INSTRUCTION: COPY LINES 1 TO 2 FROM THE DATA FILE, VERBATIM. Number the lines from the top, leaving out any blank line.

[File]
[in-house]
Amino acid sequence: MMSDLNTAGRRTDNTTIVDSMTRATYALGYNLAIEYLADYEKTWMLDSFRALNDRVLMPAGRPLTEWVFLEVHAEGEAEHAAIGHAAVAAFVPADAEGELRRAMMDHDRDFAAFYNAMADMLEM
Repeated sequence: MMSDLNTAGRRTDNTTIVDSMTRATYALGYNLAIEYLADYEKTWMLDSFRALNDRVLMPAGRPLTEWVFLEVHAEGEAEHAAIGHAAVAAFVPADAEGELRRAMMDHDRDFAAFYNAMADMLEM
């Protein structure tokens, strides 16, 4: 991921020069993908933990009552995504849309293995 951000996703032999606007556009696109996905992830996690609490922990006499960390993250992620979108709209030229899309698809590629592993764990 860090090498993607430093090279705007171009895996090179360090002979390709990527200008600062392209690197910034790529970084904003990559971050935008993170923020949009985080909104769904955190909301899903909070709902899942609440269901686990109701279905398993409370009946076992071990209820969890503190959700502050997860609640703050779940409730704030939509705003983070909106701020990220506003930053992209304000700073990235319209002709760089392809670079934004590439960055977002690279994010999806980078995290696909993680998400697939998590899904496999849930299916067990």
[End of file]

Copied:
[in-house]
Amino acid sequence: MMSDLNTAGRRTDNTTIVDSMTRATYALGYNLAIEYLADYEKTWMLDSFRALNDRVLMPAGRPLTEWVFLEVHAEGEAEHAAIGHAAVAAFVPADAEGELRRAMMDHDRDFAAFYNAMADMLEM